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Christ Church, Her Majesty's Chapel Royal of the Mohawk
Christ Church Chapel Royal.jpg
Location Tyendinaga Mohawk Territory
Founded 1784 (original church)
Built 1843 (current church)
Architect John George Howard
Architectural style(s) Gothic Revival
Owner Mohawks of the Bay of Quinte First Nation
Designated 1995

Christ Church, Her Majesty's Chapel Royal of the Mohawk is located on the Tyendinaga Mohawk Territory near Deseronto, Ontario, Canada. It is owned by the Mohawks of the Bay of Quinte First Nation and is associated with the Anglican Parish of Tyendinaga, Diocese of Ontario. It was designated as a National Historic Site in 1995 and is one of only three Chapels Royal in Canada, elevated by The Queen in 2004.


The history of the chapel begins with the forced relocation by American revolutionaries of the Tyendinaga Mohawks from their indigenous lands in what is now upper New York State to lands provided by George III in recognition to their service to the British during the revolutionary war. They settled in land that would eventually become the Tyendinaga Mohawk Territory on the shores of the Bay of Quinte in 1784.

The Royal chapel is in regular use as a parish church of the Anglican Diocese of Ontario. While not housed in the chapel, on special occasions, a silver Communion set given by Queen Anne in 1711 as a symbol of the alliance between the Crown and the Mohawks, is displayed and used. Also, there is a triptych in the Mohawk language and a bell given by George III, a Royal coat of arms of the United Kingdom given by George V, and a bible given by Queen Victoria.

Present day

A communion chalice was given by Elizabeth II in 1984 to mark the bicentennial of the coming of the United Empire Loyalists, including the Mohawks, to Ontario. In addition, Elizabeth II also presented a set of eight silver handbells to the Chapel Royal in 2010. The chapel also houses a memorial window given by Dr. Oronhyatekha, who is buried at the Royal chapel.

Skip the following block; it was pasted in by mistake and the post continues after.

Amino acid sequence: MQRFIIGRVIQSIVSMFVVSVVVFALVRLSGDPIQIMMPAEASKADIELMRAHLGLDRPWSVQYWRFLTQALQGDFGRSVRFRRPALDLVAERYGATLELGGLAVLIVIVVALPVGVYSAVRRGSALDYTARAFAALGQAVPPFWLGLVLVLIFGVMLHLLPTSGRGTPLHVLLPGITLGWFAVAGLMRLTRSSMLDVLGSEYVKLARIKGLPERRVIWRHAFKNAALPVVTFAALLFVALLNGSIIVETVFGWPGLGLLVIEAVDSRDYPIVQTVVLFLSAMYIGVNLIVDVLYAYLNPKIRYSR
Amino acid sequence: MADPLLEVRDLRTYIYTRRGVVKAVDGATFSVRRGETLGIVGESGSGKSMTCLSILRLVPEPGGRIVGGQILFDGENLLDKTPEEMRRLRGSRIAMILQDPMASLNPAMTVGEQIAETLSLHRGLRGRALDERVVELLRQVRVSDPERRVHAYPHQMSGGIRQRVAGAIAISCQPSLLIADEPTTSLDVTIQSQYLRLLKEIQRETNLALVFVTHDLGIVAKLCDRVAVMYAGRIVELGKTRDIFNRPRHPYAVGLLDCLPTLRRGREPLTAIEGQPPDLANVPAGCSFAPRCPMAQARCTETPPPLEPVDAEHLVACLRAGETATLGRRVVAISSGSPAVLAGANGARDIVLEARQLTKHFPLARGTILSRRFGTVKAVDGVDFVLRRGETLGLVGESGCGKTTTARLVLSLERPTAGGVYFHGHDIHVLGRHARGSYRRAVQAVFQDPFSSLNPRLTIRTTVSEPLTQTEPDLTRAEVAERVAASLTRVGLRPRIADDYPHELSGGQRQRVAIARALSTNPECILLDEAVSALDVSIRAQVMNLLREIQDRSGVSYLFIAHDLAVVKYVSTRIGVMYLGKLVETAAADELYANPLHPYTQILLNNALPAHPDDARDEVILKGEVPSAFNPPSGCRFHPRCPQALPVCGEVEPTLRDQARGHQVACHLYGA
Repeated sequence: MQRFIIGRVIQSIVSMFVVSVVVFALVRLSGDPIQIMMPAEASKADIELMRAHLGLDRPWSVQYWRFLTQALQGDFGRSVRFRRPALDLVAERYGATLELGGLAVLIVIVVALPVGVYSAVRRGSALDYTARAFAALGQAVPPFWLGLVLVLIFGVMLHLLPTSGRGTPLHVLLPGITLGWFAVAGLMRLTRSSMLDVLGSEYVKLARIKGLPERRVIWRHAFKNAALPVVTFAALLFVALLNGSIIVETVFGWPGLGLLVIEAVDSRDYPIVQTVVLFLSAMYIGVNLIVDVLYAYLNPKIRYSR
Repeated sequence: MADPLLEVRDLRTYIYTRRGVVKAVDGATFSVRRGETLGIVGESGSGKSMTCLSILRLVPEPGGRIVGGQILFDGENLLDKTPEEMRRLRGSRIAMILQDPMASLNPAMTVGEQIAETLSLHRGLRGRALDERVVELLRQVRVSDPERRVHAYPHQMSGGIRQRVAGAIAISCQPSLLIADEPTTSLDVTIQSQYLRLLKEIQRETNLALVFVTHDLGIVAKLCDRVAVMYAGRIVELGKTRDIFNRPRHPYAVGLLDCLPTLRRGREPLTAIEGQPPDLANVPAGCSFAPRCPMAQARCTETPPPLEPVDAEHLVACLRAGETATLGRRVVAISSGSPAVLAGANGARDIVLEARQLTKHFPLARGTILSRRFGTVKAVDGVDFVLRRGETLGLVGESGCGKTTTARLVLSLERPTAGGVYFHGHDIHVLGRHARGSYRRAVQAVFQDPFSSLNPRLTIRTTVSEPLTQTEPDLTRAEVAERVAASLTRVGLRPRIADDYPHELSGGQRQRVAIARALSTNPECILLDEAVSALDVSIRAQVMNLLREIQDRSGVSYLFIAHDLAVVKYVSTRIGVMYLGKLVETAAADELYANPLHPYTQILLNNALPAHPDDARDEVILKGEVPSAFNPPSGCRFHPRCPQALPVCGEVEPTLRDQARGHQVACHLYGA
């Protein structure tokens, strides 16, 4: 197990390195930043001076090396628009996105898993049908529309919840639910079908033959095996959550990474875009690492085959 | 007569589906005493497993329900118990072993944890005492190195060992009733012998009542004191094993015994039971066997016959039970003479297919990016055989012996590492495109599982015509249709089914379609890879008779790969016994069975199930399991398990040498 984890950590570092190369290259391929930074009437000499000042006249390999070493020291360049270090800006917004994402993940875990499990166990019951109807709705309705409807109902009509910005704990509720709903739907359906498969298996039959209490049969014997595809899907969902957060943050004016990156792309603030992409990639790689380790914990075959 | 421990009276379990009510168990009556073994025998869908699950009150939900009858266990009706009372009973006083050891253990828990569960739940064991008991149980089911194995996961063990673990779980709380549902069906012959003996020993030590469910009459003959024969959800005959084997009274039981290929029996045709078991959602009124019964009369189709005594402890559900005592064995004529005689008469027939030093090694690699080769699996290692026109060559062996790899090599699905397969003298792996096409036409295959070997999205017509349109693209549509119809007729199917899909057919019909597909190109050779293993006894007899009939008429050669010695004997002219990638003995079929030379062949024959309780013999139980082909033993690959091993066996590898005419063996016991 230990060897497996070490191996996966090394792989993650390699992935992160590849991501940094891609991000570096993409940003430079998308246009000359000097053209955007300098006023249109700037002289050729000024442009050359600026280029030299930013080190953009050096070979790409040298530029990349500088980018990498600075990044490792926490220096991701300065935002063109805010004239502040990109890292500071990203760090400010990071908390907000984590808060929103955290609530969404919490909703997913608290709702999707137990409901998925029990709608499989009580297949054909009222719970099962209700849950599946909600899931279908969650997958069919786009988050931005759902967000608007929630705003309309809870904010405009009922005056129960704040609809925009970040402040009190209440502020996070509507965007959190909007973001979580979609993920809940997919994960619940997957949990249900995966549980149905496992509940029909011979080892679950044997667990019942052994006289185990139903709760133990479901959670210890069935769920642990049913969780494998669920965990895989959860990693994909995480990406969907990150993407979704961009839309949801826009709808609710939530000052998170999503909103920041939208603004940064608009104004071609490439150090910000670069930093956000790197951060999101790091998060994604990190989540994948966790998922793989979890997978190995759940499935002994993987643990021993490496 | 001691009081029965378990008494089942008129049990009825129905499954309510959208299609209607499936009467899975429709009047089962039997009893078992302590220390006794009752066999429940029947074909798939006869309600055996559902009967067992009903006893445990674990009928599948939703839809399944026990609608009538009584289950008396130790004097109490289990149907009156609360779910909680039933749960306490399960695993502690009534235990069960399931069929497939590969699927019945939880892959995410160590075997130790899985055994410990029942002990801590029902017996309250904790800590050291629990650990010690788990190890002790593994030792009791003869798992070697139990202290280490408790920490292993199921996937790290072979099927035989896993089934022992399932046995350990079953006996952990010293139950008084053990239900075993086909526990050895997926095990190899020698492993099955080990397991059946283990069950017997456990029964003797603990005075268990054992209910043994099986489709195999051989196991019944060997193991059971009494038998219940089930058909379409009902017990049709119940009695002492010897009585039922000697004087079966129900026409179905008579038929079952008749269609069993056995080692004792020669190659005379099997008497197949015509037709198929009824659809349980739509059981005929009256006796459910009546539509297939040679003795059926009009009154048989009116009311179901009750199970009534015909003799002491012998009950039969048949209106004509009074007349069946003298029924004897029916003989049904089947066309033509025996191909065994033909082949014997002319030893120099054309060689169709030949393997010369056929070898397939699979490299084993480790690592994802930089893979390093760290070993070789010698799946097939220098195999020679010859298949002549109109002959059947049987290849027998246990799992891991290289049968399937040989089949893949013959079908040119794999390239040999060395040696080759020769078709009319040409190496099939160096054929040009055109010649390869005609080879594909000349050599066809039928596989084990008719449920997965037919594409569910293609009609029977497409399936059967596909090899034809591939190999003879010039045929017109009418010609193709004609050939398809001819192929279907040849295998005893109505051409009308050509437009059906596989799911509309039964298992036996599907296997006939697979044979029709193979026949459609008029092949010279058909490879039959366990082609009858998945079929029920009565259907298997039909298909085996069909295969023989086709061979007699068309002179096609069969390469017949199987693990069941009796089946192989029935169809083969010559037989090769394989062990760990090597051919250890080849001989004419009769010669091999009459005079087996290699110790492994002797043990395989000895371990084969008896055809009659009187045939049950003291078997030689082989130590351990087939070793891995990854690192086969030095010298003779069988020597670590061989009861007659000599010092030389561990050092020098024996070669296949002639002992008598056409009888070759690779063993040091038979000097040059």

Plaques commemorating the service of Mohawks during the First and Second World Wars hang in the chapel, demonstrating the continuing bond between the Tyendinaga Mohawks and the Crown.

The Chapel Royal has undergone major restoration work in recent years. A Roman Catholic group associated with the Personal Ordinariate of the Chair of Saint Peter celebrates there regularly, at the invitation of the Mohawk leadership.


Built to symbolise the political and military alliance between the British Crown and the Mohawk people, and to house a number of gifts given to the Mohawks by the Royal Family over three centuries, it was built by the Mohawks themselves in a simplified Gothic Revival style in 1843. The new church replaced a wooden structure which had been built near the site when the Mohawks arrived in 1784. The style, popular in the mid 19th century, is demonstrated in the narrow lancet windows and dripstones, stepped piers on the tower and flanks of the nave, and crenellations and pinnacles on the spire, all contributing to an overall sense of verticality common to gothic architecture.

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